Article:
Water quality training July 17 in Weslaco will focus on Arroyo Colorado

A Texas Watershed Steward workshop is set for 8:30 a.m.-12:30 p.m. July 17 in Weslaco. The workshop is part of efforts by the Texas Water Resources Institute (TWRI) to improve and protect water quality in the Arroyo Colorado.

The free workshop will be at the Texas A&M AgriLife Research and Extension Center, 2401 U.S. Business Highway 83. It will be presented by Texas A&M AgriLife Extension Service and the Texas State Soil and Water Conservation Board in cooperation with TWRI.

A free lunch will be provided by the Arroyo Colorado Conservancy for attendees who preregister for the workshop by July 15.

“This workshop is designed to help watershed residents improve and protect their water resources by becoming involved in local watershed protection and management activities,” said Michael Kuitu, AgriLife Extension program specialist and coordinator for the Texas Watershed Steward program, College Station. “The workshop is free and open to anyone interested in improving water quality in the region.”

Participants are encouraged to preregister at the Texas Watershed Steward website.

The workshop will include discussions on watershed systems, types and sources of water pollution and ways to improve and protect water quality. There also will be a group discussion on community-driven watershed protection and management.

Jaime Flores, TWRI program coordinator and the Arroyo Colorado Watershed Partnership coordinator, Weslaco, said the workshop will provide an overview of water quality and watershed management in Texas but will primarily focus on area water quality.

“The Arroyo Colorado is a critical resource and estuary, which serves as the primary source of freshwater to the Laguna Madre, aids in flood control, provides habitat for birds and aquatic life, and is a conduit of commercial barge traffic while remaining an excellent source of recreation,” Flores said. “For these reasons and more, we encourage the public to attend this workshop, take advantage of the education and enjoy the lunch.”

Attendees of the workshop will receive a copy of the Texas Watershed Steward Handbook and a certificate of completion. The Texas Watershed Steward program offers four continuing education units in soil and water management for certified crop advisers, four units for professional engineers and certified planners, four credits for certified teachers and two credits for nutrient management specialists. A total of four professional development hours are available for professional geoscientists.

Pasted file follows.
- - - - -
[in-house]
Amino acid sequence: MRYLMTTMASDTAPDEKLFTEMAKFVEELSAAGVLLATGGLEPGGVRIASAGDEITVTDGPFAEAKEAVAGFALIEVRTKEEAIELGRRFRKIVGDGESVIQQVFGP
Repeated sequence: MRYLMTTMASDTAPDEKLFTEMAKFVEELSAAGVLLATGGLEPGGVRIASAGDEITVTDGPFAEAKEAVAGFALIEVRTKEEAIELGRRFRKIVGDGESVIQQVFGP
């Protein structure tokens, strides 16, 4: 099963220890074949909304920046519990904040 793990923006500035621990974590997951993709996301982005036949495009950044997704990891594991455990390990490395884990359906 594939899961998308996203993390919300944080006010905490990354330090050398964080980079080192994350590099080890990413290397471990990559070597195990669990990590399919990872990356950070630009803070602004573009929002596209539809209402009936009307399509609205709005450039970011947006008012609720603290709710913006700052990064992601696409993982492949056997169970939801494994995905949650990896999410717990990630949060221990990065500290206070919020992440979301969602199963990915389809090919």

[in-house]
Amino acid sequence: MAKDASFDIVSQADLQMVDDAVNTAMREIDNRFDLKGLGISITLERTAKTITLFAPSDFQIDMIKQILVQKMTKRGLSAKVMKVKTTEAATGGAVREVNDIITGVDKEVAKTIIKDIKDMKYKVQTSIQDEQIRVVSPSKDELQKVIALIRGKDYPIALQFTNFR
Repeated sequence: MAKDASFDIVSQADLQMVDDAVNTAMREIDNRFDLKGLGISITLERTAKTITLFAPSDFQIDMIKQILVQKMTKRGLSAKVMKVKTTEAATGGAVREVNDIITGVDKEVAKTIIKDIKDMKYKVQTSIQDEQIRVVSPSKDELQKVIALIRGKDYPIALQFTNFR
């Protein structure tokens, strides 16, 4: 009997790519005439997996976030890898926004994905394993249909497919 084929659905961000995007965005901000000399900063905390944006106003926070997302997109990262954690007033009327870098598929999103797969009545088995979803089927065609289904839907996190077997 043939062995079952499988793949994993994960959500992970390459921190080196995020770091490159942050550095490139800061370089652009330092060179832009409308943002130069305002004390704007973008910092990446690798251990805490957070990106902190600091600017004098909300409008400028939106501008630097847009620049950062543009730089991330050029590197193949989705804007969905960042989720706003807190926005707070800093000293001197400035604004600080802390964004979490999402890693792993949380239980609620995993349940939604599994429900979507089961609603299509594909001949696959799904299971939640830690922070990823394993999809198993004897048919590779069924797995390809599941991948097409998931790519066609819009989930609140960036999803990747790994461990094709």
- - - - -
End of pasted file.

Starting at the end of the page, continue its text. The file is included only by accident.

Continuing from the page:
In addition, three general continuing education units are offered for Texas Department of Agriculture pesticide license holders and four for certified landscape architects. Four continuing education credits are provided to certified floodplain managers. Four continuing education credits are also offered for each of the following Texas Commission on Environmental Quality occupational licensees: wastewater system operators, public water system operators, on-site sewage facility installers and landscape irrigators.

“Participating in the Texas Watershed Steward program is a great opportunity to get involved and make a difference in your watershed,” said Kuitu.

Funding for this effort is provided through a federal Clean Water Act §319(h) nonpoint source grant administered by the Texas State Soil and Water Conservation Board from the U.S. Environmental Protection Agency.

For more information, contact Kuitu at 979-862-4457, mkuitu@tamu.edu.

For information on watershed protection efforts for the Arroyo Colorado watershed, contact Flores at 956-969-5607, jjflores@ag.tamu.edu.

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